Robertson’s truth in context

Dr Oliver Hartwich
Insights Newsletter
4 August, 2023

In Tuesday’s parliamentary questions, Minister of Finance Grant Robertson engaged in some impressive word play.

He had previously dismissed exempting fresh food and vegetables from GST. Now, he had to reconcile his past statements with Labour’s leaked plans to implement just such an exemption.

When confronted about this by National’s finance spokesperson Nicola Willis, Robertson reached deep into the toolbox of rhetorical trickery. That is where he found the concept of ‘context’.

It was ‘context’ that allowed Robertson to stand by all his previous statements, but only “in the context that they were made and undertaken”. 

Ah, ‘context’! There is nothing quite like it to reshape an argument to fit the moment.

In this sense, or ‘context’, Robertson situated himself in a long line of historical figures.

Think of Galileo Galilei, standing before the stern faces of the Inquisition centuries ago.

Galileo had claimed that the Earth moves around the sun, not the other way around. But when context demanded it, he recanted his theory. Just as Robertson has, Galileo (temporarily) put his own survival ahead of the truth.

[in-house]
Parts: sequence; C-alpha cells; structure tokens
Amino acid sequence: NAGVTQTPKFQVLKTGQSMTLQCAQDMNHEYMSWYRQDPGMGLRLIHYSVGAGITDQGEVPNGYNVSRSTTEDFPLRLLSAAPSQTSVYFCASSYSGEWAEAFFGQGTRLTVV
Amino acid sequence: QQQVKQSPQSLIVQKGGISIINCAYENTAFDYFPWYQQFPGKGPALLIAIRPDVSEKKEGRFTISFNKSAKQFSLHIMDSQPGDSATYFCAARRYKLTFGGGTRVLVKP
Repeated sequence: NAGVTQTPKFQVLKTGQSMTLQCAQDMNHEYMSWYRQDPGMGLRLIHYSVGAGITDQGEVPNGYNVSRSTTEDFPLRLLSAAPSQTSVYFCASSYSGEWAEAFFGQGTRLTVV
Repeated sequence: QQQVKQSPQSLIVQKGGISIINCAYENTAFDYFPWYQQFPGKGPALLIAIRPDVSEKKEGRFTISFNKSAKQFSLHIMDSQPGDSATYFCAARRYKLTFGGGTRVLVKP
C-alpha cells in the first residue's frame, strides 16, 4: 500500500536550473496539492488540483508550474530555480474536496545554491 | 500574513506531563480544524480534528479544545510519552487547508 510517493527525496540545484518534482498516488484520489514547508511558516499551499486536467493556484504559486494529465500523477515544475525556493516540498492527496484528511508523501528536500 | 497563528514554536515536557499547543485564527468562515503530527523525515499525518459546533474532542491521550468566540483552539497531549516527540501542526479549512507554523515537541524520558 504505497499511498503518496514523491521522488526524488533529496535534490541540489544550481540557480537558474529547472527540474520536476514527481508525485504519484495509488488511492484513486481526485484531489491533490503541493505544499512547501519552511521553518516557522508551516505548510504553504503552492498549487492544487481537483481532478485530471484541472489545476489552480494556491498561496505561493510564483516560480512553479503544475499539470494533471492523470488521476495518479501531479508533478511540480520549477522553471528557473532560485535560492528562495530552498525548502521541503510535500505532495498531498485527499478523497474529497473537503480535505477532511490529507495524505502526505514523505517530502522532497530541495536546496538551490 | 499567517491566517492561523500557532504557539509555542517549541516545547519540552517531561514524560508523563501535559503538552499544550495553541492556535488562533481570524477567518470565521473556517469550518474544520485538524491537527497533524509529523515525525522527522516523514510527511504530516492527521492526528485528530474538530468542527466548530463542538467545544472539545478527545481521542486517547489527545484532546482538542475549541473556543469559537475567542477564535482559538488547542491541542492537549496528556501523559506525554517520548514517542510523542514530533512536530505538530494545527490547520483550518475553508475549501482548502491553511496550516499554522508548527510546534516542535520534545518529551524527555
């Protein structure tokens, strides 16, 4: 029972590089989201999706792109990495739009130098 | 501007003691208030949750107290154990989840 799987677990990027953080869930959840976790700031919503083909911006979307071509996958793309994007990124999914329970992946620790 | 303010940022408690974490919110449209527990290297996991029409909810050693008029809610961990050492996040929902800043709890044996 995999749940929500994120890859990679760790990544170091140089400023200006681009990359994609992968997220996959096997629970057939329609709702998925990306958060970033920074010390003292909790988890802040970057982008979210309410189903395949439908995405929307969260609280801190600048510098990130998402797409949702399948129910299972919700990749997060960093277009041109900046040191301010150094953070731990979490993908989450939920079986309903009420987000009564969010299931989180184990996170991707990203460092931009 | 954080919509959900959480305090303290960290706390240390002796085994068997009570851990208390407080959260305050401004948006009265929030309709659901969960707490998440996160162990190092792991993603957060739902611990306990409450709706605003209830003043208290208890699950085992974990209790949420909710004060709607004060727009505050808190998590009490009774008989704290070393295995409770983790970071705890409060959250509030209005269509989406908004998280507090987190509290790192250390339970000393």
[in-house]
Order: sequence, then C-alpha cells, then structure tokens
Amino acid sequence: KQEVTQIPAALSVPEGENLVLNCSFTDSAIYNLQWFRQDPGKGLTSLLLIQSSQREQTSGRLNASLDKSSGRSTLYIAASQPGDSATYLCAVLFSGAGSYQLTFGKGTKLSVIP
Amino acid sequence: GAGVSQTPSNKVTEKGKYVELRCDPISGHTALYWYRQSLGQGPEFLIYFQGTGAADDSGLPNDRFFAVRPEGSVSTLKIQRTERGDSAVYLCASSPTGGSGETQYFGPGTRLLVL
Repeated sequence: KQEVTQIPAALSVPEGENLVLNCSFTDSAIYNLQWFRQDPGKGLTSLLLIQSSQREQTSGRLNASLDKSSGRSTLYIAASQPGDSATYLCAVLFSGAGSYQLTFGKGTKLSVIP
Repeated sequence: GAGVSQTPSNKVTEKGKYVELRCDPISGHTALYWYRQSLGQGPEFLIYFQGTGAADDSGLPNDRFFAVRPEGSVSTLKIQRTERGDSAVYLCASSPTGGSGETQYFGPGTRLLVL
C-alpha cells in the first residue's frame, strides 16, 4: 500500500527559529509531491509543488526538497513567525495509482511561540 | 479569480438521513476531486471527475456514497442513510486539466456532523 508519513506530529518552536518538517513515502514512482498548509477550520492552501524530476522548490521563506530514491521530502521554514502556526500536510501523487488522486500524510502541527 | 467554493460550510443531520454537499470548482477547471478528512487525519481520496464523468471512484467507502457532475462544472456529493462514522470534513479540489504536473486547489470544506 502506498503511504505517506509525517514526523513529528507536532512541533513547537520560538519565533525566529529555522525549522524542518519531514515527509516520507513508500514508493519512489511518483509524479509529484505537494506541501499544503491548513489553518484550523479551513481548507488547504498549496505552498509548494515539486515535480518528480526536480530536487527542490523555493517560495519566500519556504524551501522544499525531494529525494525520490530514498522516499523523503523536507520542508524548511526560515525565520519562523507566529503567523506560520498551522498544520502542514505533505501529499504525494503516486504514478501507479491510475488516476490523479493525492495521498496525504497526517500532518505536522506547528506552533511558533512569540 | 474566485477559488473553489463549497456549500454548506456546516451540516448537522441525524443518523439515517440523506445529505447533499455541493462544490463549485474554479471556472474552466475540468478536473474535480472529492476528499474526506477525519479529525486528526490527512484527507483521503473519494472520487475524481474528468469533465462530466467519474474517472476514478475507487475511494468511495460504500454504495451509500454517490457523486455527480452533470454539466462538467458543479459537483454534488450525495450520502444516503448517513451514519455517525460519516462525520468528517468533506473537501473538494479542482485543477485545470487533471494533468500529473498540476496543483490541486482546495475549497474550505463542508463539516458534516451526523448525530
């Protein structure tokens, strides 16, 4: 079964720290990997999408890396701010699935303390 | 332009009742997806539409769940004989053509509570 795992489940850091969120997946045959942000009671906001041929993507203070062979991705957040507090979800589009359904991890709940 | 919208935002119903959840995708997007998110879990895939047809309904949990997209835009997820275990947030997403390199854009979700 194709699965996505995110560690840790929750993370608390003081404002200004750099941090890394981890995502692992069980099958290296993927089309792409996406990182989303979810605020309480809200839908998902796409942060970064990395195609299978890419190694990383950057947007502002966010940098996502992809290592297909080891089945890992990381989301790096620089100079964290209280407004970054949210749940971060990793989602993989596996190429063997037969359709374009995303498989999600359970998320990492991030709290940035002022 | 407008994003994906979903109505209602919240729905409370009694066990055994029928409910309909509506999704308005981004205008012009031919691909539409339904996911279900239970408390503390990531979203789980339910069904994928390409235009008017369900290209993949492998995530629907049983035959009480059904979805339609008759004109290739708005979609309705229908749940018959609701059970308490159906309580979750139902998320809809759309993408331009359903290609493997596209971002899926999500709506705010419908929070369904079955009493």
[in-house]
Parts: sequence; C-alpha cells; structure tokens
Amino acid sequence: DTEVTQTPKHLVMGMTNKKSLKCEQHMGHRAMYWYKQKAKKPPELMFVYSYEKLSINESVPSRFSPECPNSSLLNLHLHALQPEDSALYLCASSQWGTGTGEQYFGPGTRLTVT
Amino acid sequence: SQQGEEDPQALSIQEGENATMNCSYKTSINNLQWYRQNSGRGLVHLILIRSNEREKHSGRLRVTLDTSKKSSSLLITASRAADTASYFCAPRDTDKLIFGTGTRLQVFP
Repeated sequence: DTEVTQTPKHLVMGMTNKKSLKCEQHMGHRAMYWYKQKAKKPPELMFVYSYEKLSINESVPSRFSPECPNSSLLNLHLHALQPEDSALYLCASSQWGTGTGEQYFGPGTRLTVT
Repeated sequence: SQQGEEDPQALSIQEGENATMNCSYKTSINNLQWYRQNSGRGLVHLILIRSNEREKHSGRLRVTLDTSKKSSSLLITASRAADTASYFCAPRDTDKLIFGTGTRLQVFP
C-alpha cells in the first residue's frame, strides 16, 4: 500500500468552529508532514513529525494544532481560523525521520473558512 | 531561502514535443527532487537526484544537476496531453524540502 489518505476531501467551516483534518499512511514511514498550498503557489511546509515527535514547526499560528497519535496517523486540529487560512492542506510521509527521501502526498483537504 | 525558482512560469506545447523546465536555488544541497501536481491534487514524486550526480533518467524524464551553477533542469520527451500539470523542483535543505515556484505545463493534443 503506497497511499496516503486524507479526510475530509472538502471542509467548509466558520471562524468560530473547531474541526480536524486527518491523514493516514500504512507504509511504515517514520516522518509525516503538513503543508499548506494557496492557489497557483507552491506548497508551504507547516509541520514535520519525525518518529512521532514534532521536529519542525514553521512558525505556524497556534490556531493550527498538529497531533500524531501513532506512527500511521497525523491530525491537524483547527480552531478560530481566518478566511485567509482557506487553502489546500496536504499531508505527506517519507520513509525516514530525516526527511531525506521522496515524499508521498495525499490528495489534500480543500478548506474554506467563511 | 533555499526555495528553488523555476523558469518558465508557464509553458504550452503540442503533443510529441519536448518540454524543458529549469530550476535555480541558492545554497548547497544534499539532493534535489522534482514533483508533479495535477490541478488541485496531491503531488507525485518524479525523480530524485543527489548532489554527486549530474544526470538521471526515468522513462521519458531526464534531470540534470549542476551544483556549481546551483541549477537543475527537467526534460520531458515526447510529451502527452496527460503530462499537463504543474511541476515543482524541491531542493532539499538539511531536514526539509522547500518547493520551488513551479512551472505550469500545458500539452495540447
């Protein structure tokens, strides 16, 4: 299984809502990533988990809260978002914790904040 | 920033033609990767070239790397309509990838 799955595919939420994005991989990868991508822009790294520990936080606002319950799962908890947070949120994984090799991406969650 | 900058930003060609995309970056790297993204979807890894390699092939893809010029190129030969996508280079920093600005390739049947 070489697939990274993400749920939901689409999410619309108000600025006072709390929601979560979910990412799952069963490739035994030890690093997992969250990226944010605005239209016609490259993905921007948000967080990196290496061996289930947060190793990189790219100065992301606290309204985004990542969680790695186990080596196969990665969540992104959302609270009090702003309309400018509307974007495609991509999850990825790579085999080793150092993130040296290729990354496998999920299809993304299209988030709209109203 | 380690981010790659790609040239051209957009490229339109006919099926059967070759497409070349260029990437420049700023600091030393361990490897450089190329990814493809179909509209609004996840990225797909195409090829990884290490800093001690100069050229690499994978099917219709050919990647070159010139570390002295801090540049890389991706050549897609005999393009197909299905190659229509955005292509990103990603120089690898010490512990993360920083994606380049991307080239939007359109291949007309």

Robertson was also questioned about the implications of GST removal on supermarkets’ profits. Once again, he reiterated his previous comments “in the context in which they were made”.

He was right, of course. After all, Captain Edward Smith also claimed that his Titanic was unsinkable. And she was – but only in contexts that did not include any icebergs.

Robertson’s ‘context’ was also evocative of Boris Johnson’s Brexit vote strategy. Johnson wrote two opposing columns, one in favour of Brexit and one against it. The ‘context’ would dictate which view he would endorse. Coincidentally, he selected the one most likely to make him Prime Minister.

Robertson should not be accused of inconsistency. Instead, he artfully demonstrated the subtleties of variable truth-telling. And, as we have seen, he is in good company.

After Robertson’s mind-blowing performance in Parliament, we are left anticipating his next move. We can only speculate what it might be.

After 14 October, will he explain that he has changed his mind about wanting to be Prime Minister, but only in the context of leading a Labour, Greens and Te Pāti Māori coalition? Or will he say that in the context of Labour being in opposition, he would rather like not to be in Parliament any longer?

Only time will provide the true ‘context’ for Robertson’s impending decisions. After all, in politics, isn’t everything just a matter of ‘context’?

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